David Stern smiled after Tuesday's brief NBA lockout talks. If you read body language and moods, that's something. But knowing Stern, it was more a response to last week's reports that he looked "dour" coming out of negotiations. "Oh, you want to infer progress or the lack thereof based on how sad I look? Cheese!" That seems to be the kind of humor the commissioner appreciates. He likes to mess with people, especially reporters. He finds it amusing that anyone thinks they can tell what he's thinking.
Or: that smile was sincere, and we're finally on the path to a deal. Yahoo!'s Adrian Wojnarowski, pretty much the lockout's Nouriel Roubini, reported that on Tuesday, the owners moved off of their insistence on a hard cap. They want a harder cap, with a more painful luxury tax and a limit to the use of the Larry Bird cap exception. Ric Bucher of ESPN also reports that the mid-level exception would be decreased in size and length. The players' union didn't have its economist at the hastily-called meeting on Tuesday, and said it needed to discuss the proposals internally. The sides will meet again Wednesday morning.
This is what a deal will look, folks. The only question is whether it happens now or in January.
In the grand scheme, the hard cap was a plate of beans next to the revenue split. I previously argued how stupid it was that the lockout could bleed on over something as misunderstood as the hard cap. The revenue split is the thing, the bid by owners to decouple salary from revenue is huge, and how salary is paid out to players at this point is largely irrelevant. Both sides have made compelling points regarding the cap structure, but being an interesting debate doesn't make something actually terribly important. I mean, folks are debating whether Antawn Jamison is the No. 107 player in the NBA. The presence of serious disagreements speak to relevance.
But the hard cap matters to these folks. As such, the union is going to act as if it is making huge concessions by letting the cap exceptions shrink and luxury tax rise. The league is certainly going to use its concession on the hard cap as a reason to hold firm on its proposed revenue split. The coordinates of the showdown have simply moved, from the cap structure back to the split and decoupling.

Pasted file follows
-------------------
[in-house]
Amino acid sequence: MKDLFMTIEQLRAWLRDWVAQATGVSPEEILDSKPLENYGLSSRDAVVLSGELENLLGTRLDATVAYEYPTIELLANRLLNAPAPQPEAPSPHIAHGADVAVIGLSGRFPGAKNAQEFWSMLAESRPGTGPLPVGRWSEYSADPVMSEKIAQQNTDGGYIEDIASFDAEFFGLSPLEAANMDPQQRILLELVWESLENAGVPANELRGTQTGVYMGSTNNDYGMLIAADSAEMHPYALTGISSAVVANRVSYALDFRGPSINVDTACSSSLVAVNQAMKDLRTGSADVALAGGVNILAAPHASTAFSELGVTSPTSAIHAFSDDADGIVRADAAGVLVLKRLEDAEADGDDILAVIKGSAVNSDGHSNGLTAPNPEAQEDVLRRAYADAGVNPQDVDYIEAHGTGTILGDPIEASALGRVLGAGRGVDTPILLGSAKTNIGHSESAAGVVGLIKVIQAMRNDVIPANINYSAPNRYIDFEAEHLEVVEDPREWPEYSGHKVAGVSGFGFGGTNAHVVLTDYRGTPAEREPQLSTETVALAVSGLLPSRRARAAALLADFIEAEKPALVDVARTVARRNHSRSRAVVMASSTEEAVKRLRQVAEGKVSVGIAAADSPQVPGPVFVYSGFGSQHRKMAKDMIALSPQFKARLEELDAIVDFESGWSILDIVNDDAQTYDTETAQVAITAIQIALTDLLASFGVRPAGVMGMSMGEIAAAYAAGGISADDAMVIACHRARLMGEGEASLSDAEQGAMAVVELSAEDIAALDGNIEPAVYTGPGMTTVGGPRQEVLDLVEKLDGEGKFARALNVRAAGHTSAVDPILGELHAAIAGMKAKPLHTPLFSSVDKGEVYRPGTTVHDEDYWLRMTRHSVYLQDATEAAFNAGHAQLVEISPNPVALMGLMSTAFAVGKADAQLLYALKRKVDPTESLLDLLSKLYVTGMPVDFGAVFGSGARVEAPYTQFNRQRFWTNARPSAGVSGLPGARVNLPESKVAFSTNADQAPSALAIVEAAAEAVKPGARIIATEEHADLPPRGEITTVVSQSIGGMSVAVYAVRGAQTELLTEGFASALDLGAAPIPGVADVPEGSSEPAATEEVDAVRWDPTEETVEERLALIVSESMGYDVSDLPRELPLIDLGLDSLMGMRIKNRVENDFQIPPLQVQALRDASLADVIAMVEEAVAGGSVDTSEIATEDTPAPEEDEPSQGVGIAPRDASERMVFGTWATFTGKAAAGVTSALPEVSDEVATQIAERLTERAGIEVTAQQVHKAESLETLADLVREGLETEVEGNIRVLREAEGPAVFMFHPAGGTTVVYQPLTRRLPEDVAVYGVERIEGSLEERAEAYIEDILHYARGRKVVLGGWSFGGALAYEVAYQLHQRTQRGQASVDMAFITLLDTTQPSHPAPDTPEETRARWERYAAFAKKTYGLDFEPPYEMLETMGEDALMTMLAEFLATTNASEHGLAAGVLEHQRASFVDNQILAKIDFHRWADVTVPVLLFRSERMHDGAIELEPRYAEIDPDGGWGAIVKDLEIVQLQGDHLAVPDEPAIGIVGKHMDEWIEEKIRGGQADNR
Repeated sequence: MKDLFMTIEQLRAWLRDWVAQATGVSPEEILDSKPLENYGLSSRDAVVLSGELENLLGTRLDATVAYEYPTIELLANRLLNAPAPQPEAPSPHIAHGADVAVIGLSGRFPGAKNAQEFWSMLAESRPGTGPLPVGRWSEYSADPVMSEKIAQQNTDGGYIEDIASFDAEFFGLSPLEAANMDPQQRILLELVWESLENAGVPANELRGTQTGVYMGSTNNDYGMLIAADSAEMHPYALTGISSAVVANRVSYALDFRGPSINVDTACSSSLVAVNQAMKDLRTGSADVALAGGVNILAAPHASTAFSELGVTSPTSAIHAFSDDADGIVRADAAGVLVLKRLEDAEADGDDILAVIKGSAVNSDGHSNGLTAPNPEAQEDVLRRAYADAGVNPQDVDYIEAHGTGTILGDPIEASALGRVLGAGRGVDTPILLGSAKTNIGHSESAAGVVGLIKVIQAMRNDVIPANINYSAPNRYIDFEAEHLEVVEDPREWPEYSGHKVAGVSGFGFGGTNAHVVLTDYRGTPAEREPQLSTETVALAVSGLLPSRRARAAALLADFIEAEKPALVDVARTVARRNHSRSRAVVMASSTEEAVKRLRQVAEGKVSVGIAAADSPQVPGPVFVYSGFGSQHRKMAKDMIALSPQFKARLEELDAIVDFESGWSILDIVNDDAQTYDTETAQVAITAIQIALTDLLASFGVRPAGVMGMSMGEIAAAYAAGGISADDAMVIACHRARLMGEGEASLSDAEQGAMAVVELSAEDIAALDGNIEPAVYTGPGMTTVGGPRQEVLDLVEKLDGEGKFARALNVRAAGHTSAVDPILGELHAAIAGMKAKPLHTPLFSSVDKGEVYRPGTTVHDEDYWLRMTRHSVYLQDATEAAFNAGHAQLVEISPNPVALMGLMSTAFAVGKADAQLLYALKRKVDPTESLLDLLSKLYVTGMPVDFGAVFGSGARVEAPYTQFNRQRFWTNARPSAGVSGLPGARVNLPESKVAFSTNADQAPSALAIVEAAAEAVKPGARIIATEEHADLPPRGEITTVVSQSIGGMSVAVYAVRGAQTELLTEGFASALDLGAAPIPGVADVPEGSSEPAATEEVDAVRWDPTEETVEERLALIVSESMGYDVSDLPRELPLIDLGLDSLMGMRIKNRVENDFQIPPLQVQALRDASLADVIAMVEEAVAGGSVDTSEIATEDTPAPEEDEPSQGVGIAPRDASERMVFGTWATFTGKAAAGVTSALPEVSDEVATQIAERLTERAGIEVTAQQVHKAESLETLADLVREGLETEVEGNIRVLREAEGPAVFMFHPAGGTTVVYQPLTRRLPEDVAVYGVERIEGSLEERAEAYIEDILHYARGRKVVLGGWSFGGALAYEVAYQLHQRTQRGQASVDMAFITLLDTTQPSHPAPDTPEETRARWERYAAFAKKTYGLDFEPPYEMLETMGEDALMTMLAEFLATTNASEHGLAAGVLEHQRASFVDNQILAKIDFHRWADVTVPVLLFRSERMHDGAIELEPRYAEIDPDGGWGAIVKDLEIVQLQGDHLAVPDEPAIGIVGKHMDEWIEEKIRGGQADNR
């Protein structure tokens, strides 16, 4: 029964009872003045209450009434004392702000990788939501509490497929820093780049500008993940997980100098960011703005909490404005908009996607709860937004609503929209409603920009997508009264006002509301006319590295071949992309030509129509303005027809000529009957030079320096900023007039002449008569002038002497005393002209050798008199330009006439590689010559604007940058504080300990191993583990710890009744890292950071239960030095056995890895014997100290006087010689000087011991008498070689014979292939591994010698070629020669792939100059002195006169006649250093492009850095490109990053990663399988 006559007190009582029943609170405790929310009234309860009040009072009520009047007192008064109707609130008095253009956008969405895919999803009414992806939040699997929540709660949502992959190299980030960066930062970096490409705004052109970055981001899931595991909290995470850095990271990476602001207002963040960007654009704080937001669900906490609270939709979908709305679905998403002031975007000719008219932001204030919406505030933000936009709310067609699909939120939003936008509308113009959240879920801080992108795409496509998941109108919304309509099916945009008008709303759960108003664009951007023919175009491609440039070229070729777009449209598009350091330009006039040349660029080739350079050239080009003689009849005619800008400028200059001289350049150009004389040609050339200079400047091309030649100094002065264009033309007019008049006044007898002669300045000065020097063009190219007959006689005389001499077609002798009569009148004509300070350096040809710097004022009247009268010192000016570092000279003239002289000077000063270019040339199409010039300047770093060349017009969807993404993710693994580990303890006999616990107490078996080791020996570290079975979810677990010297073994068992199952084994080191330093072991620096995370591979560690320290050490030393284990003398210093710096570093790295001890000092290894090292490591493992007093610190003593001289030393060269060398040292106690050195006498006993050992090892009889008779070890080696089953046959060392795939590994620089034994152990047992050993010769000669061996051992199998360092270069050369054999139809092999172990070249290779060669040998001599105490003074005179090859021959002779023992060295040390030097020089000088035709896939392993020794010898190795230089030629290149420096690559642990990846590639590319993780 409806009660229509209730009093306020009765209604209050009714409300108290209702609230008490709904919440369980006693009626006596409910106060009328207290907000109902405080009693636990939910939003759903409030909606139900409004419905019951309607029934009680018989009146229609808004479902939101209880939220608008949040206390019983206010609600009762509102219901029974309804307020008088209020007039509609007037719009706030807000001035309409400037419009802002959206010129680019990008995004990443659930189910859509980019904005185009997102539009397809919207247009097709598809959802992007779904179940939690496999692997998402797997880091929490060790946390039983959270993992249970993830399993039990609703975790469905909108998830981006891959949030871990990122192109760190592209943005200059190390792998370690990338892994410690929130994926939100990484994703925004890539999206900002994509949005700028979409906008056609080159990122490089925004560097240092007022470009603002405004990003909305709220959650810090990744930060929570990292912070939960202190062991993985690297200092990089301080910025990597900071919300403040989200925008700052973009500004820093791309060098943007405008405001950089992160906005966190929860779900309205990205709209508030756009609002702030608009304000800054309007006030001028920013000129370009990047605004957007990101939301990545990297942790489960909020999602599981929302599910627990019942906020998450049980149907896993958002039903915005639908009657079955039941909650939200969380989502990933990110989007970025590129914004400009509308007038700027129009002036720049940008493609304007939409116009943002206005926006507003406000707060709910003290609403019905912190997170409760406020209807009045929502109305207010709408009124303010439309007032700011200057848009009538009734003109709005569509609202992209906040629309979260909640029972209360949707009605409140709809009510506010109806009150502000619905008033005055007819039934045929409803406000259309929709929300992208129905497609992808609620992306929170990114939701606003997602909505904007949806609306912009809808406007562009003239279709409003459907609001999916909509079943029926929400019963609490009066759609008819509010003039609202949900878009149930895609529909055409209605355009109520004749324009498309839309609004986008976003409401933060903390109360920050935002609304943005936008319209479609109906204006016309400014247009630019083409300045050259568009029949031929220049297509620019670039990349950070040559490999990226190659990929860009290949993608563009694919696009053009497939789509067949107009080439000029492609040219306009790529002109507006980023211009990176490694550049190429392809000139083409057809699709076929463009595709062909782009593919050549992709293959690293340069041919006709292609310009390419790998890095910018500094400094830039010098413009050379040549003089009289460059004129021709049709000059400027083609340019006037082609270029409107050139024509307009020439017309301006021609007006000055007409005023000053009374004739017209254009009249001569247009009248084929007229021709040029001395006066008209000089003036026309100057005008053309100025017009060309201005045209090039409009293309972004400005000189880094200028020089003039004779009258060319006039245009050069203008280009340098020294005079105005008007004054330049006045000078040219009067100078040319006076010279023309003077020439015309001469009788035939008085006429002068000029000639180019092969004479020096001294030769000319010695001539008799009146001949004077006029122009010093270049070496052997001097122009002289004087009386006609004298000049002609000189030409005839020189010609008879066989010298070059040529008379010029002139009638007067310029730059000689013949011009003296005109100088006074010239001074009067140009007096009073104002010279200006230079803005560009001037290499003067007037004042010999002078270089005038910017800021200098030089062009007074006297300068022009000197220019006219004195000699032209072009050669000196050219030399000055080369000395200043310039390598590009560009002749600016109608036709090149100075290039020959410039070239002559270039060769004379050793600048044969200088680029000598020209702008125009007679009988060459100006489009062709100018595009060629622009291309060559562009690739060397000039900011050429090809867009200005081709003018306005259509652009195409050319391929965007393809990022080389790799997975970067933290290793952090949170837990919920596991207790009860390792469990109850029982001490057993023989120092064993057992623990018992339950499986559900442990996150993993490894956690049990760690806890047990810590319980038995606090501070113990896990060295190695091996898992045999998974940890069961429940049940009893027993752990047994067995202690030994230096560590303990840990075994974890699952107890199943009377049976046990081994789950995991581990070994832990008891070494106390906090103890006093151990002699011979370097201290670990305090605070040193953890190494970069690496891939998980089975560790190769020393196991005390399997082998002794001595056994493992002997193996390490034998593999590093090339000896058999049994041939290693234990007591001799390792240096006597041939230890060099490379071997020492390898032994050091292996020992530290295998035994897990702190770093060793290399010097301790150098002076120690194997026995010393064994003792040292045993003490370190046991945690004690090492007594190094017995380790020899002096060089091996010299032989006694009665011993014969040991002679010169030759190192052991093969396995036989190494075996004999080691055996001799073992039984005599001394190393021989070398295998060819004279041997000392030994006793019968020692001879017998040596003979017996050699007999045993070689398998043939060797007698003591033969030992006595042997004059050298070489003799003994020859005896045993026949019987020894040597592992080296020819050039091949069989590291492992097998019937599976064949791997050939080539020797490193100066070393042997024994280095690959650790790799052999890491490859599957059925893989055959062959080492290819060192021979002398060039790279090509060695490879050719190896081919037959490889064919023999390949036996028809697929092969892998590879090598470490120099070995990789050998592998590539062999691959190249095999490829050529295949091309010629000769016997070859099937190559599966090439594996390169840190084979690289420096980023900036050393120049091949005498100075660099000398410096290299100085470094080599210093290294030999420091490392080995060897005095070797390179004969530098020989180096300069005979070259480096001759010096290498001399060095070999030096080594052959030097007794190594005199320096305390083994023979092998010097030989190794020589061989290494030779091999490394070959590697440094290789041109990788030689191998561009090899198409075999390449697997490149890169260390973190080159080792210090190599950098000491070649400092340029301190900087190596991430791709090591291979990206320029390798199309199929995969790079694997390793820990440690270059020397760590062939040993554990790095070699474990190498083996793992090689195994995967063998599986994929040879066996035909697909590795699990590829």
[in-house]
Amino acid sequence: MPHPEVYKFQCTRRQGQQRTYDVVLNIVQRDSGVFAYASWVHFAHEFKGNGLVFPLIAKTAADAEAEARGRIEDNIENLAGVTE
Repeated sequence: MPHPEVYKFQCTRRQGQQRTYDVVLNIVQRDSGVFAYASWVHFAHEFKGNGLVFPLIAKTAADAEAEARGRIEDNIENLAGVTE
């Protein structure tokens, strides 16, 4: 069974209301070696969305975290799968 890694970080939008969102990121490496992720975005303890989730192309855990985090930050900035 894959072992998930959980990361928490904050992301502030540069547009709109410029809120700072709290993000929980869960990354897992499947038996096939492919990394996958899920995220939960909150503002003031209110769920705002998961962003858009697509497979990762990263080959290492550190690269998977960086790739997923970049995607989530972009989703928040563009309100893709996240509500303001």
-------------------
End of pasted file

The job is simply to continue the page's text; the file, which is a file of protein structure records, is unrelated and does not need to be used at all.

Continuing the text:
We aren't there yet. Things are going to look bleak for another couple days — at least — as the sides go to the brink. But the league has come off the hard cap. The blood issue is dead. We're going to make it. Maybe not soon ... maybe we'll still miss some games. But this is what a deal will look like. This is what it should have always looked like.
DERON IN SPACE
Deron Williams isn't playing basketball in outer space, but he might as well be. The buzz surrounding Deron's first meaningful game with Besiktas on Tuesday was so scarce that I had to double-check to ensure that the game actually happened. Besiktas beat Dexia Mons in a Eurocup qualifier with Williams scoring 15 points and racking up nine assists while, according to Jonathan Givony, looking "very out of shape."
This is what skeptics warned all along: once these players, even stars like D-Will, go to Europe, they become irrelevant at home. It's going to take a star on the level of Kobe Bryant or Kevin Durant to move the needle. I was among those who bought into the hype; as it turns out, I'm not even sure the people in the lockout negotiating room know that D-Will played yesterday. The hype has fully subsided in the months since he signed in Turkey, and it looks like it's going to be slow to pick back up.
Maybe the buzz is big in Istanbul. Maybe Williams will make tons of loot through jersey sales and by opening the door to Turkish endorsements. If so, good for him. But that game didn't make one iota of impact here in the United States. So much for the revolution.
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